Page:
1. The best on induction you can get are by Chantal, they are going to be out of your price range if you try to buy a set. Buy one at a time, it is better to buy the pieces you want and will use. I never buy "sets" of anything, only open stock. Too help you get over the hump, Max Burton makes an induction converter plate that is under $40.00 put that on the induction unit and use any pan you want. It is not the best way to go, the induction won't be as efficient but it will be a help and you won't be looking at getting rid of all of your cookware. Next, not all stainless is magnetic. Take your magnet with you when shopping and pay attention to how well it stiks to a pan. Yes, it will stick to regular AllClad but not as firmly as it will to Chantal. The aluminum core inhibits some of the connectivity.

                    1 Reply
                    1. re: Candy

                      I've had some success by setting my non-induction pan into an induction-friendly pan, and even on a cheap stainless steel tray, on my induction burner. Not a long-term solution, to be sure, but certainly an inexpensive coping strategy. IKEA sells a line of stainless pans which are induction-friendly.

                    2. re-reading all the answers below, I want to add that if I would buy an induction range, and I didn't have money to buy pans vs. using my older pans by some alteration of pans/burners, I would rather make do with one good skillet, and one good pot.

                      1. You will pay for the label, "Induction qualified"!

                        Get a small magnet and test the pull strength against the labeled pot. Now test other non-labeled, but cheaper pots and compare the magnetic pull. This is a relative way to access the amount of magnetic material in the pot. Buy accordingly. We have two sets for our induction: All Clad and some enameled cast iron. Both work equally well!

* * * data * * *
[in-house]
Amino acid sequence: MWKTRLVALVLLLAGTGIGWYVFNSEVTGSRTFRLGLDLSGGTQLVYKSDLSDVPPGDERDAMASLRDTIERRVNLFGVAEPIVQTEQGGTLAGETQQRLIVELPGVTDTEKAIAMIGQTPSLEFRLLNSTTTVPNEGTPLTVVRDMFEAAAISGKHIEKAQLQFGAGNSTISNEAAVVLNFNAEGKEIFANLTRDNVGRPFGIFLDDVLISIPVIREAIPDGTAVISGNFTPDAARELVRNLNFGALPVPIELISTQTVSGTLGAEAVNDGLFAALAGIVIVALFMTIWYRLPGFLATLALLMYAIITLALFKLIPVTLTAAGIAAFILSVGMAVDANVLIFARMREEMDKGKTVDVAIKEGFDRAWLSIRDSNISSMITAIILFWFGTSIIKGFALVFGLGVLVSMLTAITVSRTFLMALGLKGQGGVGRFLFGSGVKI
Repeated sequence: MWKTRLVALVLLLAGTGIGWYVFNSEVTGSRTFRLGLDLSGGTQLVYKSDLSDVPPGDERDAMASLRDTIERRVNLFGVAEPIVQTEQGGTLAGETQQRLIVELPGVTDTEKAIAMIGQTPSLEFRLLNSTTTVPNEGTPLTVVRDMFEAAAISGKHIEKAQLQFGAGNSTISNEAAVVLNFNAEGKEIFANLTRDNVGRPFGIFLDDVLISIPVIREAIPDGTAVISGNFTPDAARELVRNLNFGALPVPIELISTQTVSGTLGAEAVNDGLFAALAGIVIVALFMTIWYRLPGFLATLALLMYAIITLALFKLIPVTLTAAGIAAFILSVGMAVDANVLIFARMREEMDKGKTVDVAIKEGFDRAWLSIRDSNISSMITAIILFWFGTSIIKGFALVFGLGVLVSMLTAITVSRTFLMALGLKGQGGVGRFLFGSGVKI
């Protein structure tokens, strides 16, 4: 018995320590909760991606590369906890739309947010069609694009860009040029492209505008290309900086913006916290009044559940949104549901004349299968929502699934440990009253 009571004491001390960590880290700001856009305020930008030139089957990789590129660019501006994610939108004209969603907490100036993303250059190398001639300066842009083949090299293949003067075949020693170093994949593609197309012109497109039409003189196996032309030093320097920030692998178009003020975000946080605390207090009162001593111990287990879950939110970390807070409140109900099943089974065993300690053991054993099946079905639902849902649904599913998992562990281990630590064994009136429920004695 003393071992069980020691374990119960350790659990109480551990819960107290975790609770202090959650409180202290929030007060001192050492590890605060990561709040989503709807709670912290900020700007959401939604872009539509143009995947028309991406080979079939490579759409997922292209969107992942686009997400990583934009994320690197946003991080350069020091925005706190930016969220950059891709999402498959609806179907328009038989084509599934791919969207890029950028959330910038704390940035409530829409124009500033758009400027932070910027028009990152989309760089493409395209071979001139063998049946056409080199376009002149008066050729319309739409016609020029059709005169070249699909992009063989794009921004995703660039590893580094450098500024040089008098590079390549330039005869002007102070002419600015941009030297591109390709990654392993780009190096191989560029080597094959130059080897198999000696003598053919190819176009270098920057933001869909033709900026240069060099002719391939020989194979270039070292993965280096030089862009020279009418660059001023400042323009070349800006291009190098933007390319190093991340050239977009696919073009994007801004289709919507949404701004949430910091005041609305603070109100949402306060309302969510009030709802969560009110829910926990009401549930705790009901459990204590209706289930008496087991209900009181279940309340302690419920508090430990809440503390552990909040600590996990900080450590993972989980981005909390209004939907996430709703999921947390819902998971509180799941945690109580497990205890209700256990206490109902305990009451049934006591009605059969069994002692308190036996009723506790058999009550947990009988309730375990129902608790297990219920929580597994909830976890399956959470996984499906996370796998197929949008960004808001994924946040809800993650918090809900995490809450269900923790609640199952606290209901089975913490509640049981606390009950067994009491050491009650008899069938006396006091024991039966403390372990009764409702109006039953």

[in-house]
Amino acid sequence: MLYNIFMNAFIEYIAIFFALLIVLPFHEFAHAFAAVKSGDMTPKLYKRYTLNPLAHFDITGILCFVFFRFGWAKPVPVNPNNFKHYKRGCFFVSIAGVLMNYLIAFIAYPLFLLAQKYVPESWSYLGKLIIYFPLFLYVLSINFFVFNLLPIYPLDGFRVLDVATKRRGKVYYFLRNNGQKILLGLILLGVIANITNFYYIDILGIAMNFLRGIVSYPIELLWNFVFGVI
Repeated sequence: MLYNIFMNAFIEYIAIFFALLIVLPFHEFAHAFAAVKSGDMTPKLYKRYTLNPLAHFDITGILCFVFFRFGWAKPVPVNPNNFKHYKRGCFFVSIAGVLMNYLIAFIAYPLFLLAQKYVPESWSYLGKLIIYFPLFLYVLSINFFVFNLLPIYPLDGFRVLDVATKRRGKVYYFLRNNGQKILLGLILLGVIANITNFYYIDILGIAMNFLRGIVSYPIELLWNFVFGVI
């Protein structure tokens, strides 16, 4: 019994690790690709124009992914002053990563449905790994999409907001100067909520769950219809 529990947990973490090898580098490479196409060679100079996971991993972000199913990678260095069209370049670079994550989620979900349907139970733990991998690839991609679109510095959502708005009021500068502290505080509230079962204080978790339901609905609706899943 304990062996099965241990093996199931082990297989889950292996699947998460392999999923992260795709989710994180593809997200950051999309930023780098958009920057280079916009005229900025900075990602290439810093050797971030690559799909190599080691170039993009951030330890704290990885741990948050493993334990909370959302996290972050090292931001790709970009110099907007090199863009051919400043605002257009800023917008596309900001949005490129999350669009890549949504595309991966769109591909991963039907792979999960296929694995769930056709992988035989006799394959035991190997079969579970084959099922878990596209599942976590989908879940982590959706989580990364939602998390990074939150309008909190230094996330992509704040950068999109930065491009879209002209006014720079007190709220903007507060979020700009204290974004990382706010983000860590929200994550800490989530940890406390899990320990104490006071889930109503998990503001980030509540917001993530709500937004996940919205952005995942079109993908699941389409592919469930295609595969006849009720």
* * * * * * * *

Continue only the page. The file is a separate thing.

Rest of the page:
1. Hi all! I wanted to update you on my induction cookware search. I ended up taking the "tote along a magnet" advice so many of you suggested and after having sticker shock at the local Le Creuset outlet near me I ended up at a kitchen supply store where I stumbled across a 10 piece set of T-Fal Professional (http://bit.ly/zfcAd4). It's fully nonstick just like I wanted, incredibly sturdy, and had the induction friendly symbol right on the box! The 10" fry pan ended up being a little small for daily cooking so I picked up a 12" pan to add to my set. I have been using them for going on three months and have nothing but great things to say about them! I can't tell you how much I appreciate each and every one of your suggestions, they helped so much!

                          1 Reply
                          1. re: misscharl0tte

                            Excellent! There is an increasing amount of wallet friendly induction cookware out there. My DS picked up a great set from Costco a few weeks ago! Enjoy your cooking!

                          2. Based on my experiences so far with the Max Burton induction cooktop, the last thing I would do is buy an entire cookware set; instead purchase individual pot & pans of various types from open stock, for specific purposes.

                            Induction-capable pots with a (n encapsulated) aluminum bottom work OK, but what diameter? an 8" bottom is about as large as the Burton unit can heat uniformly (to saute onions before making a soup or stew, for example)--and anything under 5" is too small--the unit won't sense a load, and will turn off. An 8" 3.2L pot a good general-puprpose one, except perhaps for spaghetti (too short); but taller 8" pots can be found in restaurant-supply stores.

                            As for fry pans, an 8" or 9" cooking surface (corresponding to a 10-10.5" fry pan) is the largest the Burton unit can heat uniformly (a 12" fry pan in a set would be useless); but it's very difficult to judge how hot a shiny fry pan is getting (an IR scanning thermometer is unreliable on shiny pans); for a smaller fry pan for omelets, a cast- or stamped-iron pan is definitely easier to work with. And for a real saucier (to make reduction sauces), the All-Clad Stainless 2qt saucier (which will take a 8" lid from an 8" pot) is the cat's whisker.

                            1. I'd stick to non-stick for skillets you would do eggs or fish in. Otherwise you'll get longer service from stainless tri-ply. I do think if you are determined to buy a set, you'll want to increase your price point. Have a look at HSN. I believe they are featuring a Cuisinart triply set that (I think) includes a non-stick skillet. I think the price is about $399--or it was about a week ago.